Artwork by Sorel Etrog,  The Couple Study

Sorel Etrog
The Couple Study

13.5 x 2.75 x 2.5 ins ( 34.3 x 7 x 6.4 cms ) ( overall )

Sold for $17,250.00
Sale date: November 23rd 2017

Private Collection, Ontario
Theodore Allen Heinrich, Introduction to Etrog: Painting on Wood/ Sculptures/ Drawings, Gallery Moos, Toronto, 1959, unpaginated
Created as part of a series of ten works in 1965, Sorel Etrog executes subtle poetic intimacy in the gentle curving and near symmetrical forms of “The Couple Study”, linking to become one united form. There is a tension between the weight of the material - as well as it's art historical significance of capturing grand and significant narratives and themes in sculpture - and the fluid elegance of the rendered form.

Describing Etrog's art, Theodore Allen Heinrich wrote: “[Etrog] has a strongly musical sense for rhythms, balances and silence. He has a profound capacity for experiencing and conveying emotion. His work is imbued with poetic fantasy...Above all he has something to say. The adventurous art of Sorel Etrog is centred on increasingly simple but constantly more meaningful form in conjunction with intricately subtle balances of movement, weight and colour.”

“The Couple Study” exemplifies Etrog's masterful technique of harnessing volumetric bronze to produce sensual and dynamic sculptures. The universal theme of human intimacy is captured in the elegantly intertwined forms.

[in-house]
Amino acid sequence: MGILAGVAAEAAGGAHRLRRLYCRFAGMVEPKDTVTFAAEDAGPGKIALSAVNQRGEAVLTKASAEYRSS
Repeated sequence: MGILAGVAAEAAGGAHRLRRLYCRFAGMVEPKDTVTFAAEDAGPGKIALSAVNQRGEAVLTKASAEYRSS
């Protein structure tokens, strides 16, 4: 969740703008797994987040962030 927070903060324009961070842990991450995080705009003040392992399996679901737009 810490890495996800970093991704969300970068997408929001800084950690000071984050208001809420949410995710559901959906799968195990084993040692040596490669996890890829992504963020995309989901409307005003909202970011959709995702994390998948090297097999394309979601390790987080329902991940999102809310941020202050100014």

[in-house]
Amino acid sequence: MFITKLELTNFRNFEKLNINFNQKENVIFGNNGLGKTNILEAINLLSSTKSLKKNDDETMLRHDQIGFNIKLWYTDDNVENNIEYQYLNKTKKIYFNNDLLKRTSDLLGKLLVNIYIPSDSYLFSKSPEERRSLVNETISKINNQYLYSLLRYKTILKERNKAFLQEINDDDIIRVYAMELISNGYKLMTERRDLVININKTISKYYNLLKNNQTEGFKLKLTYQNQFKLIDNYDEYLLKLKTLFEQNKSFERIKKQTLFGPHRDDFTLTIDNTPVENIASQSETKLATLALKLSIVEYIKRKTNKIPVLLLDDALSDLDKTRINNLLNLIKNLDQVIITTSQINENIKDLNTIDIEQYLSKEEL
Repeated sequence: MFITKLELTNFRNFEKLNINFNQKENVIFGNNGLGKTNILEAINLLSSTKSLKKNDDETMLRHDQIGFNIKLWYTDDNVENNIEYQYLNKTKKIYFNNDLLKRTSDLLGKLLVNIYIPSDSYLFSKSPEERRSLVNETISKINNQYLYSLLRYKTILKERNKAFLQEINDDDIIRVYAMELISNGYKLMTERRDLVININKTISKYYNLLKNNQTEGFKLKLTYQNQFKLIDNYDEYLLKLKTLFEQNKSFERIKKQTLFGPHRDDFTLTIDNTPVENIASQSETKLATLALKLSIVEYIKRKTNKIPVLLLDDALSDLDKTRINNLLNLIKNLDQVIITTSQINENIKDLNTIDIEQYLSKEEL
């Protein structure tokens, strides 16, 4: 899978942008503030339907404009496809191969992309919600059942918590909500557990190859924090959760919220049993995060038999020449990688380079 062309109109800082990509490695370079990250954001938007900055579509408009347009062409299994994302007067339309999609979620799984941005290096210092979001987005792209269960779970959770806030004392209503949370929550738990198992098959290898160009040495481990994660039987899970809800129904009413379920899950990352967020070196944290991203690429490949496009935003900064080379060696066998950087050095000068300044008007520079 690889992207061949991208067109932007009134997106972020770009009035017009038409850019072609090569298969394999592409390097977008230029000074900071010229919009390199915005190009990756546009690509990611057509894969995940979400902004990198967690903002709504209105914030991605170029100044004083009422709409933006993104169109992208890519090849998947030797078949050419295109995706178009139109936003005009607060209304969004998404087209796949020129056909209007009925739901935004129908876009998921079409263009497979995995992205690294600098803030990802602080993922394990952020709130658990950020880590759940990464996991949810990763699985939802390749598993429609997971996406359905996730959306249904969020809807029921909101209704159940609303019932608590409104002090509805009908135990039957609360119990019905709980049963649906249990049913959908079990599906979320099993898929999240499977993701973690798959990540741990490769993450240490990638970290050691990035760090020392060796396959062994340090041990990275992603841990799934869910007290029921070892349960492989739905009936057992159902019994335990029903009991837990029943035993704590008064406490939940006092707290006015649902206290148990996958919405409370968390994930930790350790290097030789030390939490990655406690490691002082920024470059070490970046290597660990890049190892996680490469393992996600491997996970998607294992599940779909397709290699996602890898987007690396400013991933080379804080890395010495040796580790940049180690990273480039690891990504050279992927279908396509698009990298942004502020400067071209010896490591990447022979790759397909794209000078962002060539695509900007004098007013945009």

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Sorel Etrog
(1933 - 2014) RCA

Sorel Etrog’s work develops a complex visual vocabulary that explores time and the permanent bond between the plastic arts, with architecture on one hand, and society on the other. Etrog explores spontaneous symbols, primal elements and the relationship between form and symbol. The artist described his art as "tension created by pulling together and pulling apart, with being stuck and being freed, a world of grabbing and holding on and losing hold...bringing shapes together but at the same time giving each an independence."

Etrog designed Canada's top film award in 1968, "the Genie" statuette (which was known as "the Etrog" until 1980). He received several important commissions, including those for Expo ’67, Montreal; SunLife Centre, Toronto; Windsor Sculpture Garden, Windsor, Ontario; Los Angeles County Museum, and Olympic Park in Seoul, Korea.